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Overview Of National Regulations And Relevant International Agreements

Source and ©: FAO “The State of Food and Agriculture 2003-2004” Chapter 5: Health and Environment of GM Crops Section International Environmental Agreements and Institutions, subsection The Convention on Biological Diversity and the Cartagena Protocol on Biosecurity Agreements and Institutions The aim of the International Convention on Plant Protection (IPPC) is to ensure common and effective measures to prevent the spread and introduction of pests. and to promote control measures. Although the IPPC provides for trade in plants and plant products, it is not limited in this regard. In particular, the scope of the IPPC covers the protection of wild flora in addition to cultivated flora and includes direct and indirect damage caused by pests, including weeds. IPPC plays an important role in preserving plant biodiversity and protecting natural resources. As a result, the standards developed under the IPPC also apply to key elements of CBD, including the prevention and mitigation of the effects of invasive alien species and the Cartagena protocol on biosecurity. As a result, CBD, FAO and IPPC have worked closely together. This has particularly extended to addressing the CBD`s concerns in the development of new international standards for plant health measures (PMIs). However, if the protocol is not carefully developed, it could seriously impede international trade, product development, technology transfer and scientific research. The potential benefits could also be significantly offset by huge costs, uncertainties and delays.

The development of the protocol is progressing rapidly; Negotiations will conclude in February 1999. The exchange of information is provided for in the protocol by the creation of the clearing house for the prevention of biotech risks. The Biotech Risk Prevention Clearing House aims to facilitate the exchange of information and experiences with LVO and to help the parties implement the protocol. Article 20, paragraph 2, also provides access to other international biosecurity information exchange systems. The information that the parties must provide to the clearing house includes the laws, regulations and guidelines in force for the implementation of the protocol; The information needed for the AIA all bilateral, regional and multilateral agreements under the protocol; Summary of risk assessment and final decisions. The protocol must be in line with the rules of international trade. If the scope of the protocol is unnecessarily broad and the AIA procedure is excessively cumbersome, the protocol could have serious negative effects on trade. Therefore, the scope of the protocol and the provisions of the AIA must be limited to the VO and planned uses, which can realistically have significant negative effects on biodiversity. The decision to authorize or deny the transfer of a protocol-covered LMO must be based on sound scientific knowledge of the actual or reasonably expected effects on biodiversity.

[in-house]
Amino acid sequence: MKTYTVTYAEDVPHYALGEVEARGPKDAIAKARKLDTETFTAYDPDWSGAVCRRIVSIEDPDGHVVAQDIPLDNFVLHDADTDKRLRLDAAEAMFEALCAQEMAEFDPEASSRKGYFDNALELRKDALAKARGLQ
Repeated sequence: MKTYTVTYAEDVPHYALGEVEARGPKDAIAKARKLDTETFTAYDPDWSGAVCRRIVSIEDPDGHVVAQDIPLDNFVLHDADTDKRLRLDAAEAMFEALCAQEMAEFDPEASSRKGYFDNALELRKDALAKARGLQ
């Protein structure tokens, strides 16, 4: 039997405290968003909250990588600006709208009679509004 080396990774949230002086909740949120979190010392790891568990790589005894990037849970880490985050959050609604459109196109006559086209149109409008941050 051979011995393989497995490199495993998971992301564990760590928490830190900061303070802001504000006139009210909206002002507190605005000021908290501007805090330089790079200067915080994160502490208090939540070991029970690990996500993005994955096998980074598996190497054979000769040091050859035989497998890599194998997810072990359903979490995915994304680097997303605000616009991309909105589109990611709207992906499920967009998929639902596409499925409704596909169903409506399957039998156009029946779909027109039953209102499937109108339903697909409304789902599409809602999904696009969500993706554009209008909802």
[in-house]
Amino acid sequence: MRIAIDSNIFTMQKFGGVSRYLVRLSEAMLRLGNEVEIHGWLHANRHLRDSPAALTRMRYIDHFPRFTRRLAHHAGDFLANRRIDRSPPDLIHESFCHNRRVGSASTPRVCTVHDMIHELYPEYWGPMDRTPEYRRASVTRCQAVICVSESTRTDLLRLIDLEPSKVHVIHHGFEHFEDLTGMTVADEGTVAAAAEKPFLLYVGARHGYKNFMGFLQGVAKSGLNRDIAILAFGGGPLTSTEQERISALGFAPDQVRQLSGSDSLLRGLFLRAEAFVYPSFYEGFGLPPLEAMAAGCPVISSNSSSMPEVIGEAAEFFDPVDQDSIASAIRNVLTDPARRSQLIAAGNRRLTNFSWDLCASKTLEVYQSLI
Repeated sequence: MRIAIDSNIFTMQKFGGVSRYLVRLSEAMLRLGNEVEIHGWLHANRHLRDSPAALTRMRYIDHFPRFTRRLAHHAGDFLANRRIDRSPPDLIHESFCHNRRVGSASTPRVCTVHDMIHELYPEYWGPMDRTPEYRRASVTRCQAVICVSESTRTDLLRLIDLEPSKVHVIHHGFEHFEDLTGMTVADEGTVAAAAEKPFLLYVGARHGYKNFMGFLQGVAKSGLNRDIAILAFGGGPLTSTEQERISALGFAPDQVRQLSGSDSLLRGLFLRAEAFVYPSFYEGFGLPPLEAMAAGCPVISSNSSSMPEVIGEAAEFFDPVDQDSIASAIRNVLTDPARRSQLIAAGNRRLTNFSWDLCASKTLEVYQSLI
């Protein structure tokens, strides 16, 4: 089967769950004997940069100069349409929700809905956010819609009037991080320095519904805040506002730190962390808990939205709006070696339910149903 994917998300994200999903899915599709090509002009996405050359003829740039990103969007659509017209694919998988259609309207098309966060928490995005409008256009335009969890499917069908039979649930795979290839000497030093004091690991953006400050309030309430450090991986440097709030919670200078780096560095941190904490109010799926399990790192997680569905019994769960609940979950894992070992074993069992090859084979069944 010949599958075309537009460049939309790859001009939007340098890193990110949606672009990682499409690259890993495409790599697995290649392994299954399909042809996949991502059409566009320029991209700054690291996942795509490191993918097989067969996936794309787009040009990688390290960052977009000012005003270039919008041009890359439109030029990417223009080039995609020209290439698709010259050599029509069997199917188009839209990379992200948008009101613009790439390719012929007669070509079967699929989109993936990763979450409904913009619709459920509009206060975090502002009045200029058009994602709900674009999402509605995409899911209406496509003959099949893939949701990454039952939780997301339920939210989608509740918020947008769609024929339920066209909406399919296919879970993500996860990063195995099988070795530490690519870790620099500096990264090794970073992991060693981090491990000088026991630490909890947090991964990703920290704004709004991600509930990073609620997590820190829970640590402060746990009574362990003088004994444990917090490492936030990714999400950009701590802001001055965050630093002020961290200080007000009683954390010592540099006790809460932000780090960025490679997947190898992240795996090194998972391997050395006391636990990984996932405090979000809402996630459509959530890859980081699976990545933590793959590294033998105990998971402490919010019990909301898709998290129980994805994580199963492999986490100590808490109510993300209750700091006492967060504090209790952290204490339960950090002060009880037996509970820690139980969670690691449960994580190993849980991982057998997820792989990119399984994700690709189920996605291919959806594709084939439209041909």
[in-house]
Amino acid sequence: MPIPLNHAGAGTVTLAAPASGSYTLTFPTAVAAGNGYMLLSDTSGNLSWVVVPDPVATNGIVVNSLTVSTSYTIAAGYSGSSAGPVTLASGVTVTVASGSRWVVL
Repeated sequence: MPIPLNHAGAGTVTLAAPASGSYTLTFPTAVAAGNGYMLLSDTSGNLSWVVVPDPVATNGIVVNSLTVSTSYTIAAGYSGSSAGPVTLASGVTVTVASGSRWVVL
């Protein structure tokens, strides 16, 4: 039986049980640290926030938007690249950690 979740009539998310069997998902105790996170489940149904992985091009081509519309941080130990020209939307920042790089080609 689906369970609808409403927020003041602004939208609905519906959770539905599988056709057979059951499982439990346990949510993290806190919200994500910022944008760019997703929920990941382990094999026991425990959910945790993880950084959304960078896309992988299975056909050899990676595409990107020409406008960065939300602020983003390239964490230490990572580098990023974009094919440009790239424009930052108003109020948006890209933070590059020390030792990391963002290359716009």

Deepak Kamboj

Deepak Kamboj is a Solution Architect and Technology Enthusiast, located at Redmond, WA, having 14+ years of hands on experience in the IT industry.

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